Overall, I thought the jacket performed very well in some extremely cold weather, and I really liked the look. Personally, I'd be put off buying it by the fact that, even after spending £180, I'd still have to invest in something else for wet days. If you don't go out much in dirty weather, though, you might find it very much up to the job.
Excellent warmth, windproofing and breathability, but the wet weather performance is less impressive
If you're thinking of buying this product using a cashback deal why not use the road.cc Top Cashback page and get some top cashback while helping to support your favourite independent cycling website
road.cc test report
Make and model: Pactimo Men's Alpine Thermal Jacket
Size tested: Large
Tell us what the jacket is for and who it's aimed at. What do the manufacturers say about it? How does that compare to your own feelings about it?
Pactimo says: "The Alpine Jacket is a particularly versatile piece to have in your Winter kit and can be added on any number of layering options to provide a huge range of operable temperature. With zoned application of the Polartec®Alpha® Direct fill, there's insulation where you want but avoiding excessive overlapping of insulation like over back pockets.
For shoulder season chilly rides or for people who run cold, the Alpine Jacket is perfect over any number of lightweight jerseys and Alpine Thermal Bib Shorts. For deep-winter, frigid rides the Alpine Jacket can be layered over our Alpine Thermal Jersey and Alpine Thermal Bib Tight to provide a breathable but warm package."
Tell us some more about the technical aspects of the jacket?
Shell: Recycled, lightweight, stretch-woven fabric with C0 DWR coating.
C0 is a non-flourocarbonated chemistry that is far less harmful to the environment than traditional C6 or C8 DWR.
Insulation: Polartec® Alpha® Direct, a revolutionary insulation that is lightweight, compressible, fast-drying and excellent at regulating warmth.
Zoned-application of fill strategically insulates while not overheating.
Mid-height, Polartec® Alpha® Direct lined collar is soft and comfy.
Two-way, YKK Vislon zipper provides smooth, durable action and allows for ventilation from both the bottom and top, also allowing easy access to jersey pocket contents.
Zipper placket and zipper garage enhance comfort and wind resistance.
Three large pockets for all-day ride storage and a hidden security pocket with glove-compatible zipper puller.
360 reflective including two large reflective strips on the back pockets, reflective logos front and back.
Laser-perforated under-arms for increased moisture vapor transfer.
Low-profile, elasticized wrist fits under or over gloves.
Lightweight and breathable elastic gripper with silicone print to keep the Vest in place.
This depends on how you use it. In cold, dry conditions it's excellent. In wet weather, it was wet through in about an hour, regardless of the water-repellent coating. On the whole, though, it performed very well in most of the conditions I tend to ride in.
The shell fabric, though thin, seems tough, and the Polartec lining is well protected.
My understanding is that Pactimo has used a DWR that contains no fluorocarbons, which are likely to be widely banned on environmental grounds. Garment manufacturers are scrambling to find alternatives. Judging by the performance of this one, there's a way to go.
Both the Polartec lining and the shell fabric were excellent at transferring moisture. One of the best jackets I've tried in this respect.
Good length in the arms, though the cuffs don't have much range of stretch, in my opinion. The body fit was comfortable rather than sporty.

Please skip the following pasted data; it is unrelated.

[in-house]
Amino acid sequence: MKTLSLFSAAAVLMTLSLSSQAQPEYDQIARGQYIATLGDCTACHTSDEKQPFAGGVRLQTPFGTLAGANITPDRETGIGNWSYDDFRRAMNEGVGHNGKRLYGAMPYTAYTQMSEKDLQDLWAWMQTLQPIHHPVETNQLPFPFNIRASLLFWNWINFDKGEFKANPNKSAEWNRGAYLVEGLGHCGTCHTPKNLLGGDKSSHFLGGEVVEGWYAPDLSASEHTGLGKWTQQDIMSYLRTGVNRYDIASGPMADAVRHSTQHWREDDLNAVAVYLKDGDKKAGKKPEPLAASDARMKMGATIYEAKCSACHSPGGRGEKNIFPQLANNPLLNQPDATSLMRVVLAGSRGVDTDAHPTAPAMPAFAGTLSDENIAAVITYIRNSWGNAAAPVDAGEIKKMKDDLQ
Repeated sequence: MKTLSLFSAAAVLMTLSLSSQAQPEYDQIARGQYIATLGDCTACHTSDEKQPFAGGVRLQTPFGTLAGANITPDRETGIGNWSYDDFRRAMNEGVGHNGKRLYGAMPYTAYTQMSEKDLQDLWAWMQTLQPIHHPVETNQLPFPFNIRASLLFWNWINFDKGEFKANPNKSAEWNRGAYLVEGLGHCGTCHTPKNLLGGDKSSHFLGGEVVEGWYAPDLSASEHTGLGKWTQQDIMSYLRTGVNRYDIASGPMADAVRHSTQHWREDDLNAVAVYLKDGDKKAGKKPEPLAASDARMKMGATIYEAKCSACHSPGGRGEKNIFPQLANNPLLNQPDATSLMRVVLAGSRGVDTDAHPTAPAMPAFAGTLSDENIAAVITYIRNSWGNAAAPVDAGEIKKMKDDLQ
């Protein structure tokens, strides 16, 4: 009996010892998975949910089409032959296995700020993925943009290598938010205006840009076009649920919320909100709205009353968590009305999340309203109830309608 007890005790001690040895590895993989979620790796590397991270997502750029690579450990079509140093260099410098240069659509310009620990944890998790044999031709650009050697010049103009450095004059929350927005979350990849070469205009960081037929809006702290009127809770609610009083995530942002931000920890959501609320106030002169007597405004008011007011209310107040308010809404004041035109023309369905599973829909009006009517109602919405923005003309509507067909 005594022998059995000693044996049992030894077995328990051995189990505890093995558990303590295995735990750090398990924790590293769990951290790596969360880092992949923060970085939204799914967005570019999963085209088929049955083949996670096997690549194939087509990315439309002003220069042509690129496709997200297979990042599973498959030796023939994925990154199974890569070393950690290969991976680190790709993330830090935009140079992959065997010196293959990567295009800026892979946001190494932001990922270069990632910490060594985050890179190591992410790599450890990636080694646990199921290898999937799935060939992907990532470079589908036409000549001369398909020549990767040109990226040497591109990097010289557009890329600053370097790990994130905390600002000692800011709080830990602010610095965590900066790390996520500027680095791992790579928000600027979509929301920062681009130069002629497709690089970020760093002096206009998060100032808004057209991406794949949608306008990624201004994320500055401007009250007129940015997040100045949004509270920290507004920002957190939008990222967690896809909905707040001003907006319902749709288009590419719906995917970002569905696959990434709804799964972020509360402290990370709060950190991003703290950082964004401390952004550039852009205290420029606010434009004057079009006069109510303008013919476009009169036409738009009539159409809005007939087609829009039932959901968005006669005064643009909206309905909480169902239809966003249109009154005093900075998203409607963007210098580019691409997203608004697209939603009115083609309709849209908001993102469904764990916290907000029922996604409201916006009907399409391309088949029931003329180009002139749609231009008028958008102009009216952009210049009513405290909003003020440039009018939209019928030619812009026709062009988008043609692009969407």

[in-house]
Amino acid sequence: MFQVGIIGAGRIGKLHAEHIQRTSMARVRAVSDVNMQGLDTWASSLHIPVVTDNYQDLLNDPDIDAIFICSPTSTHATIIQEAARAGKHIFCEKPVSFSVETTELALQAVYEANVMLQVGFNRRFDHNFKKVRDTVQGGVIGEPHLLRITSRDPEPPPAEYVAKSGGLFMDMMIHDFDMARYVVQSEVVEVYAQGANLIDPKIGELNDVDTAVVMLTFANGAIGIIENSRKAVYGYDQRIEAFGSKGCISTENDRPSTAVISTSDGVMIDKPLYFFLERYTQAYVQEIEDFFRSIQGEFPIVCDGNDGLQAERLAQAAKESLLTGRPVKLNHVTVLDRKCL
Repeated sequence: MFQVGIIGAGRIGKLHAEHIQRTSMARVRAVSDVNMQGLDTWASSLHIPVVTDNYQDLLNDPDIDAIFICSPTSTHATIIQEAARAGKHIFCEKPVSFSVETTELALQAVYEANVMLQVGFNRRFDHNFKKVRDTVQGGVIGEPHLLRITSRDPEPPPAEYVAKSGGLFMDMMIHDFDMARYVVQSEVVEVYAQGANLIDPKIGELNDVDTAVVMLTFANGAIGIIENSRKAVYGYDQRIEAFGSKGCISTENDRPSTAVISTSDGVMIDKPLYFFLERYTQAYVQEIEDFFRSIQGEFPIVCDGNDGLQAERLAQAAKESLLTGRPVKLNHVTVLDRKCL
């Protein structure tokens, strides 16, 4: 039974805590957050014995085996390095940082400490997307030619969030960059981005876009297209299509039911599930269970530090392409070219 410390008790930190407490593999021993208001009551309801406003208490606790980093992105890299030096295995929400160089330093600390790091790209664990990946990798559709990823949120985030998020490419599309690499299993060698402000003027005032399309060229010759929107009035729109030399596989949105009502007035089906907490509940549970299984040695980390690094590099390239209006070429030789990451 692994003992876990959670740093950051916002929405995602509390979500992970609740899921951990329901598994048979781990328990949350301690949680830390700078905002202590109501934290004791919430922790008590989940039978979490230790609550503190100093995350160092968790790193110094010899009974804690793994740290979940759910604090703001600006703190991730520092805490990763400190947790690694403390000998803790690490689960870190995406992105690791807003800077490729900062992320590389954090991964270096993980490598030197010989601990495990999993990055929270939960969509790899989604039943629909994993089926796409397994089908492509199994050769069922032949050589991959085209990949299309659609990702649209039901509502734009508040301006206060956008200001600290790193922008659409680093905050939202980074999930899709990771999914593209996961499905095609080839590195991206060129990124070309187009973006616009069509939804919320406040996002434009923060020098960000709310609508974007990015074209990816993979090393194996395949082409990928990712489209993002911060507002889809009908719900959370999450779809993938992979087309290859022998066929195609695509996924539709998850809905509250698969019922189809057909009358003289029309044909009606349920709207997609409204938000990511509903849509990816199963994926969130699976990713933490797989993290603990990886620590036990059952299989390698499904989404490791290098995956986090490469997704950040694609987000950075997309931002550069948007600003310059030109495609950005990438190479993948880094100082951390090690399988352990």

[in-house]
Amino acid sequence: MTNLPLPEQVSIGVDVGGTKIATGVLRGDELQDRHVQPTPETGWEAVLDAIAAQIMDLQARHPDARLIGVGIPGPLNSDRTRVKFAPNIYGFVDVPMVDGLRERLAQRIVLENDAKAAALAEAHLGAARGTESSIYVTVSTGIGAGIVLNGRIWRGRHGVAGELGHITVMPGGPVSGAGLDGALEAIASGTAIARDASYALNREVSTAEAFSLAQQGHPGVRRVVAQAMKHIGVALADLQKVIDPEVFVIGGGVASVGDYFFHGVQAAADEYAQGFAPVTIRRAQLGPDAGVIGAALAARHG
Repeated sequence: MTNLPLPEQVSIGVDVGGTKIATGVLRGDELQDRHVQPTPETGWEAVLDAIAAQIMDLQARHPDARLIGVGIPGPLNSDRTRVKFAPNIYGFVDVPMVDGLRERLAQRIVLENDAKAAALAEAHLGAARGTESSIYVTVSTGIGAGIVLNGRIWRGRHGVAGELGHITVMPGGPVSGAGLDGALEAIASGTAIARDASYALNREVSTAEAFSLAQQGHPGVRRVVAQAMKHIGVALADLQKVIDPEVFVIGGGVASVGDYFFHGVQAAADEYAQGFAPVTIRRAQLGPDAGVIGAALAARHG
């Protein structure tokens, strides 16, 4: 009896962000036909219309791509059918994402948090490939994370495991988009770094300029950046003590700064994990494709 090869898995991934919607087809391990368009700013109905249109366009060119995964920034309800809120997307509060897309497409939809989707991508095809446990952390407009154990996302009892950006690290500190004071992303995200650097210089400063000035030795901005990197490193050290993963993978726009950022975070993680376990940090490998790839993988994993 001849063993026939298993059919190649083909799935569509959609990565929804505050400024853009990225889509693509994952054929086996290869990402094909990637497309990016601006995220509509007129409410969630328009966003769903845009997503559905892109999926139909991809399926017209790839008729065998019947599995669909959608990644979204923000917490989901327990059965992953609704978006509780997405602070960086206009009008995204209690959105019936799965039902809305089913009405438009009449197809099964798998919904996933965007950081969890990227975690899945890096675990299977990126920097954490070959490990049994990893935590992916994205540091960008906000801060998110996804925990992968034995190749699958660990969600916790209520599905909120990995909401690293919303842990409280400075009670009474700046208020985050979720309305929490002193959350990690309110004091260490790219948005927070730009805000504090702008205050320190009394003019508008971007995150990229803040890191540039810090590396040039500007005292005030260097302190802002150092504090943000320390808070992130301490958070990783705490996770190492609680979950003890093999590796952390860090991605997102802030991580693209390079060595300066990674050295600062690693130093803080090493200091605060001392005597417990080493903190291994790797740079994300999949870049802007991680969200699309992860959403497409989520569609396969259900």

Slightly big for a large – more like a UK XL – but I probably wouldn't have sized down because I liked the sleeve length.
Light for the amount of warmth it delivers; it doesn't pack down particularly small.
Very pleasant to wear, even against bare skin.
Here's the problem: even at £180 you'll need another jacket for wet weather riding.
How easy is the jacket to care for? How did it respond to being washed?
I used Grangers Performance Wash in the hope it would help maintain the DWR coating. It had already had three washes before I got a proper soaking wearing this jacket, so either the coating didn't like being washed or it wasn't too great to start with.
Tell us how the jacket performed overall when used for its designed purpose
The "COLD.DRY" motto on the sleeve suggests these are the conditions that this jacket is best in: even at well below freezing, and out on the Durham Moors in a snowy December, I was warm and, crucially, dry thanks to the excellent breathability. In wet weather, hmmm.
Tell us what you particularly liked about the jacket
Good body and sleeve length, warm, comfortable. Well cut and well put together. Excellent breathability.
Tell us what you particularly disliked about the jacket
Slightly slack middle back pocket (which may have been to the slightly loose fit). The DWR didn't keep the rain out for long.
How does the price compare to that of similar products in the market including ones recently tested on road.cc?
This winter, I also tested Pearson's very similar Test Your Mettle insulated jacket; this also has the Polartec Alpha lining and has a closer fit than the Pactimo. Its water repellency was much better and it's £35 cheaper at £145.
The Albion Insulated Jacket 3.0 packs down smaller than the Pactimo, is even lighter and has a reasonably effective DWR coating. It's slightly cheaper at £165.
Did you enjoy using the jacket? Yes, mostly.
Would you consider buying the jacket? No; too expensive for the limited range of conditions it's best in.
Would you recommend the jacket to a friend? Possibly
Use this box to explain your overall score
If you avoid riding in wet weather but enjoy cold, bright conditions you may very well love this jacket. The Polartec Alpha lining gives it warmth without bulk and doesn't compromise the excellent breathability. Windproofing is great, too, with well-sorted zip and baffles. It's comfortable to wear and, most of the time, I was very happy with the Pactimo. However, the water repellency is disappointing and I wouldn't want to have to buy another jacket to reserve for wet-weather use if I've already laid out £180 on this one.
About the tester
I usually ride: Cannondale CAAD10 My best bike is: Tomassini Prestige
I've been riding for: Over 20 years I ride: A few times a week I would class myself as: Experienced
I regularly do the following types of riding: touring, sportives, general fitness riding, mtb,